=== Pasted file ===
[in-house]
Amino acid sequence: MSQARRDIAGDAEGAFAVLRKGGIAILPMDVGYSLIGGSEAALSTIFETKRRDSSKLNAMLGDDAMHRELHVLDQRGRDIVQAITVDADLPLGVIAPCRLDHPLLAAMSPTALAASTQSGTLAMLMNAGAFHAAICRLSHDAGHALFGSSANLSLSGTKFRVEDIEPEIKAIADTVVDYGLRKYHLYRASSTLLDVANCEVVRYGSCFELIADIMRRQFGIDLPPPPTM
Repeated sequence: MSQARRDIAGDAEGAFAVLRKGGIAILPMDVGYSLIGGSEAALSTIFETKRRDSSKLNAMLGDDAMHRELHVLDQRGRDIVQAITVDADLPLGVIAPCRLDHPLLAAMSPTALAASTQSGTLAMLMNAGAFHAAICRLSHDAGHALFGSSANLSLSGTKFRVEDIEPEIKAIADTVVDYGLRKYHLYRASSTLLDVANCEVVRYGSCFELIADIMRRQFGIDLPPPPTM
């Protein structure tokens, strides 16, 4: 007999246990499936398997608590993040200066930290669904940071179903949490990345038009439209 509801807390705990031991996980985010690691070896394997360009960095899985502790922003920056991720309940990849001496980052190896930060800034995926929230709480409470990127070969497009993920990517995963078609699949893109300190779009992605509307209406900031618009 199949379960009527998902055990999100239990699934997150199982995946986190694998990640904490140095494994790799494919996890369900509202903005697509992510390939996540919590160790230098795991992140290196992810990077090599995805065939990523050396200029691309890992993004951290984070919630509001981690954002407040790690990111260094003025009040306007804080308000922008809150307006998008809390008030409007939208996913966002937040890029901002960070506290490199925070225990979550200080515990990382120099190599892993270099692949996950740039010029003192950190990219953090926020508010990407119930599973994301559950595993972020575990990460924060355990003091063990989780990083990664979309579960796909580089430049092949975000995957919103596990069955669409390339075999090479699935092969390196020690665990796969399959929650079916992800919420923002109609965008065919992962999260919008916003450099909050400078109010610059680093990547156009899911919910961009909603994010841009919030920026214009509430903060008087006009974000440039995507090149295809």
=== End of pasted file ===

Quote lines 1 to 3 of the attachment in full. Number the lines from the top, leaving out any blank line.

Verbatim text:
[in-house]
Amino acid sequence: MSQARRDIAGDAEGAFAVLRKGGIAILPMDVGYSLIGGSEAALSTIFETKRRDSSKLNAMLGDDAMHRELHVLDQRGRDIVQAITVDADLPLGVIAPCRLDHPLLAAMSPTALAASTQSGTLAMLMNAGAFHAAICRLSHDAGHALFGSSANLSLSGTKFRVEDIEPEIKAIADTVVDYGLRKYHLYRASSTLLDVANCEVVRYGSCFELIADIMRRQFGIDLPPPPTM
Repeated sequence: MSQARRDIAGDAEGAFAVLRKGGIAILPMDVGYSLIGGSEAALSTIFETKRRDSSKLNAMLGDDAMHRELHVLDQRGRDIVQAITVDADLPLGVIAPCRLDHPLLAAMSPTALAASTQSGTLAMLMNAGAFHAAICRLSHDAGHALFGSSANLSLSGTKFRVEDIEPEIKAIADTVVDYGLRKYHLYRASSTLLDVANCEVVRYGSCFELIADIMRRQFGIDLPPPPTM